The Indian Ocean Tuna Commission's Scientific Committee recommends a northerly increase to its seabird mitigation measure area

The Scientific Committee of the Indian Ocean Tuna Commission (IOTC) has published online (click here) the report of its Twelfth Session, held in Victoria, Seychelles over 30 November to 4 December 2009.

The Scientific Committee's report notes that the northerly range of vulnerable seabirds in the Indian Ocean was greater than previously acknowledged, and as a consequence endorsed the SC's Working Party on Ecosystems and Bycatch (WPEB) recommendations on seabirds listed in the report of its 2009 meeting, particularly highlighting the recommendation to extend the area in which longliners are required to use mitigation measures farther north from latitude 30°S to 25°S.  This recommendation was based on newly provided information on the at-sea distribution of juvenile albatrosses and petrels.

Consequently, the Scientific Committee recommended to the Commission that IOTC Resolution 08/03 "On reducing the incidental bycatch of seabirds in longline fisheries" by slightly amending its Paragraph 3 to include this new latitudinal limit.  The proposed Paragraph 3 will then read:

"CPCs shall ensure that all longline vessels fishing south of 25°S use at least two of the mitigation measures in Table 1 below, including at least one from Column A.  Vessels shall not use the same measure from Column A and Column B."

The Scientific Committee regretted that no update on National Plans of Action - Seabirds from IOTC members were presented at the 2009 WPEB meeting.  The SC also noted that few countries had reported on incidental bycatch of seabirds and reminded them that it is mandatory that all members report on non-IOTC species, including seabirds.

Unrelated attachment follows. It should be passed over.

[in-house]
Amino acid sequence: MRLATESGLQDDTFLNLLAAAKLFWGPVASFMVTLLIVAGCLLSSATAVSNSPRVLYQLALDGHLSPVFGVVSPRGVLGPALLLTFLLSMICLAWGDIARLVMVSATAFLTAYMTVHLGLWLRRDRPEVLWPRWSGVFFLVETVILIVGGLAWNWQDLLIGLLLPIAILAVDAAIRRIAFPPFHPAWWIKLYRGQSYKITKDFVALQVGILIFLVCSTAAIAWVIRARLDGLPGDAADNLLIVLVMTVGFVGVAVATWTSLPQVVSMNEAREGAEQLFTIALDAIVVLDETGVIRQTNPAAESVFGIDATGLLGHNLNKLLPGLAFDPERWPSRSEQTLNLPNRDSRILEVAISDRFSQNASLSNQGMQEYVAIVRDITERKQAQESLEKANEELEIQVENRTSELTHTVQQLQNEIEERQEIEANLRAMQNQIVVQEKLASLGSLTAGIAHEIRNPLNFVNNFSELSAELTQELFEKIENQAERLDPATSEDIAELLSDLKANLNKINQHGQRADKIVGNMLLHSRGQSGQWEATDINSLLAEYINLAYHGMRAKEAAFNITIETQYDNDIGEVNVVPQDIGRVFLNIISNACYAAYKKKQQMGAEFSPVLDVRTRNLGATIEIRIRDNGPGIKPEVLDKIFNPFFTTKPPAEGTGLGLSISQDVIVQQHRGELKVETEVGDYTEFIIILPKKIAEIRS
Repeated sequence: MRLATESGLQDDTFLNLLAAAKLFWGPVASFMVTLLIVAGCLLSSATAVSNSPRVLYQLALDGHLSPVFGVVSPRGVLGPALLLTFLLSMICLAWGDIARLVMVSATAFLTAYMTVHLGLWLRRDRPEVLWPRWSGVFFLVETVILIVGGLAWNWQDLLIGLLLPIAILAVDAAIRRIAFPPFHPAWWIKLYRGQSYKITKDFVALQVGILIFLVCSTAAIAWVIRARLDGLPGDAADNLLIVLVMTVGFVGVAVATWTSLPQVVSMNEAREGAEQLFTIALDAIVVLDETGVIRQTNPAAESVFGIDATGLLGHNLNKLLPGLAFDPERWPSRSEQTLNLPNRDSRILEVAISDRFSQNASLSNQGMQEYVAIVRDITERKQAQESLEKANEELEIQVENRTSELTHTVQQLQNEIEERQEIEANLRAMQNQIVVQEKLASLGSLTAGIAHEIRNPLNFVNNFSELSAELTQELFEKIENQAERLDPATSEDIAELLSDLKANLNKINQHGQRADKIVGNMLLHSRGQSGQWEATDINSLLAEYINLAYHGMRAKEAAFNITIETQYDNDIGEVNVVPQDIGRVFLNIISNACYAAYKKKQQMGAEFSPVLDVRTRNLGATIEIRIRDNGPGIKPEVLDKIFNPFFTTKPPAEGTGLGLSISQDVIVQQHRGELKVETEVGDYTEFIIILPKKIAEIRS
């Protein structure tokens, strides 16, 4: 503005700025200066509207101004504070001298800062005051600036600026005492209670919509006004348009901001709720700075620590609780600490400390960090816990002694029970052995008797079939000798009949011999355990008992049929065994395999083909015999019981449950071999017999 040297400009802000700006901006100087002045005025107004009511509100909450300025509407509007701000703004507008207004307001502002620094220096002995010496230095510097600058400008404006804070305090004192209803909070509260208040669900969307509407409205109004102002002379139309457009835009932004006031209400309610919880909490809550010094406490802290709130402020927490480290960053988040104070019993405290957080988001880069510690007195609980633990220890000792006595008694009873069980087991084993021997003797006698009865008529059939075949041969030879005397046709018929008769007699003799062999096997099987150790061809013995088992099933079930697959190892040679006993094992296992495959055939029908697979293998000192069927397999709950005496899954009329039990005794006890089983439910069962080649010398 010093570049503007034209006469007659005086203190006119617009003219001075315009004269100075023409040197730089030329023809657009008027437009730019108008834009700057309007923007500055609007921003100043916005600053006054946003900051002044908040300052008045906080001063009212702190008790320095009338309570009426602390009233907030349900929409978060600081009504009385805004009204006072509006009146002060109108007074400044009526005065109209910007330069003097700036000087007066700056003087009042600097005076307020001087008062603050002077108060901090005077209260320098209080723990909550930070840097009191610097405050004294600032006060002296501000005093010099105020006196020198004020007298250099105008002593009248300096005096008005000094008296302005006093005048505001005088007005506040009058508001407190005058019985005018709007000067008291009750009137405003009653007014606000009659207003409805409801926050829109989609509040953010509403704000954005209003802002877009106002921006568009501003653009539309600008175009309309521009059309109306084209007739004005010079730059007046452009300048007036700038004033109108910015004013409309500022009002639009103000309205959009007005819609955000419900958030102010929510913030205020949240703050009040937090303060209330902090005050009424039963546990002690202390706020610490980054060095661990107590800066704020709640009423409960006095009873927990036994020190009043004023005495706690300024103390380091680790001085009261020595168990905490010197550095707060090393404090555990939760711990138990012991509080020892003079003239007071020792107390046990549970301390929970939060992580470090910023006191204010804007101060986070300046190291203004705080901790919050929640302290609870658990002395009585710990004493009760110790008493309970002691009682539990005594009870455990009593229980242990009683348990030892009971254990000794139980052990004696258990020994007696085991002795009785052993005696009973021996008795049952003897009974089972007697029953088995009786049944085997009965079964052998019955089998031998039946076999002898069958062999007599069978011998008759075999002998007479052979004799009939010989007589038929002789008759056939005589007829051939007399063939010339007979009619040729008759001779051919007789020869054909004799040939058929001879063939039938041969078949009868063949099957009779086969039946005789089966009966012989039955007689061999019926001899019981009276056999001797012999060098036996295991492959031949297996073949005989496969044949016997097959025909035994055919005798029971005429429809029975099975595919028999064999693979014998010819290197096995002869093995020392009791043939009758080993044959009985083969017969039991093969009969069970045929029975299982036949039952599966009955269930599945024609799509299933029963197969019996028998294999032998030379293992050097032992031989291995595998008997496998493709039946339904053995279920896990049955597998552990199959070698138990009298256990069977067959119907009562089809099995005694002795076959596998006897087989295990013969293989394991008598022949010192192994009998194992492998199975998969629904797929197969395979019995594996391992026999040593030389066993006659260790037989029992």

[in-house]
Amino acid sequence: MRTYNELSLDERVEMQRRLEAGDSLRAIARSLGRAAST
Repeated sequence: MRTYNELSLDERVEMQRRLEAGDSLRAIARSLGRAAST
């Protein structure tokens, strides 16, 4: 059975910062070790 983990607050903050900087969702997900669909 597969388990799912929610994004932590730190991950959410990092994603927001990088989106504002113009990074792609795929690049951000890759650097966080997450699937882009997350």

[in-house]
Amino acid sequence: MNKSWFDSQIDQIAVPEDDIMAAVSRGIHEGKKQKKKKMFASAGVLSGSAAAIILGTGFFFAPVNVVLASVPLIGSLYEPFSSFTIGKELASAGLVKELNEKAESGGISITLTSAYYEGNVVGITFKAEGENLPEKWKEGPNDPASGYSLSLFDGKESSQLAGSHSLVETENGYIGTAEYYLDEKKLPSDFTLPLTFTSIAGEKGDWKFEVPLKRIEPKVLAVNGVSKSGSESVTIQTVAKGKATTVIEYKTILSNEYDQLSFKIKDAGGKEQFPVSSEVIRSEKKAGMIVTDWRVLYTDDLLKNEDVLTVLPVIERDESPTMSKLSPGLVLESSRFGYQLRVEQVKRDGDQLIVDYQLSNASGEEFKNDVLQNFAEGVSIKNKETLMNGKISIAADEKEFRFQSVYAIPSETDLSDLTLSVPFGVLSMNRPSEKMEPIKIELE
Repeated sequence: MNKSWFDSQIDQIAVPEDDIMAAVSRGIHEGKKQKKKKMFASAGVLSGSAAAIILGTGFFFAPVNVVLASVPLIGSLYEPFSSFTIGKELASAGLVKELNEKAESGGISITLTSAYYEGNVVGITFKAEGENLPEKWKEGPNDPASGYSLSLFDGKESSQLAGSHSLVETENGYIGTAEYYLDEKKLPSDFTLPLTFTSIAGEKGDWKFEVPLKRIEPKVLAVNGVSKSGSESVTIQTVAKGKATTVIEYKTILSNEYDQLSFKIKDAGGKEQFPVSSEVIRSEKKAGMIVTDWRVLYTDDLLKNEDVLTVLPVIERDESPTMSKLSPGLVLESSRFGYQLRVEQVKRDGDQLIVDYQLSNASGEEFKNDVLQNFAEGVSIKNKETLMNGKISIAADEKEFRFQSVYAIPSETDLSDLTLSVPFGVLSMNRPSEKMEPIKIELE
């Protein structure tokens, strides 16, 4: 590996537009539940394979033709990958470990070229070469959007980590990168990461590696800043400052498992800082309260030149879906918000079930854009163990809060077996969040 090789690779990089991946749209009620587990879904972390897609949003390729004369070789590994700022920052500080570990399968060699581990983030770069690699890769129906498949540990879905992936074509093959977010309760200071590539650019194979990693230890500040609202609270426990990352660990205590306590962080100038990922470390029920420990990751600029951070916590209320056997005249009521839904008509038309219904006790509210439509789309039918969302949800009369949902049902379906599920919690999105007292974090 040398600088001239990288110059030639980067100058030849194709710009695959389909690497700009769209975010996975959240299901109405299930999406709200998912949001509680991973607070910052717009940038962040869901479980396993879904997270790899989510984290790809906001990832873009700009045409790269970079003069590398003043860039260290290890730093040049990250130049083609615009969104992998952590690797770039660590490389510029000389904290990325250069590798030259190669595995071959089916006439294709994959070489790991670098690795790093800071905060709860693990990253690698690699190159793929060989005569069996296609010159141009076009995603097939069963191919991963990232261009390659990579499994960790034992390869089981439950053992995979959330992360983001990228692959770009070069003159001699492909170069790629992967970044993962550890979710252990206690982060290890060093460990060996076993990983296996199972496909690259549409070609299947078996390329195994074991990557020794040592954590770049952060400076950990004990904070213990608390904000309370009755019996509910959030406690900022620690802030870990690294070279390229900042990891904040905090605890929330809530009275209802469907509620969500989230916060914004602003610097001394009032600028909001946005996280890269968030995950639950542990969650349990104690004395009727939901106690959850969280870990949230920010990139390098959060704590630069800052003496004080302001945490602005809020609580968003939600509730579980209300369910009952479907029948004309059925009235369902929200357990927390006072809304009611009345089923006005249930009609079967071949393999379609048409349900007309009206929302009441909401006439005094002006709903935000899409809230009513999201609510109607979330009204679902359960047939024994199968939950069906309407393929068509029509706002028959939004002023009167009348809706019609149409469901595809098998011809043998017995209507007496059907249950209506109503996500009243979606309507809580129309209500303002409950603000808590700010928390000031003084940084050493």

An Executive Summary on the Status of Seabirds was adopted by the Scientific Committee for the first time in 2009 (see Appendix VI of the SC's 2009 report, pp. 181-186), outlining the current state of knowledge for seabird distributions, the current understanding of interactions between IOTC fisheries and seabirds, current management concerns, management measures currently in place by the IOTC to enhance the conservation of seabirds, and gaps in our knowledge of fishery impacts with seabirds.

John Cooper, ACAP Information Officer, 29 December 2009

The Agreement on the
Conservation of Albatrosses and Petrels

ACAP is a multilateral agreement which seeks to conserve listed albatrosses, petrels and shearwaters by coordinating international activity to mitigate known threats to their populations.

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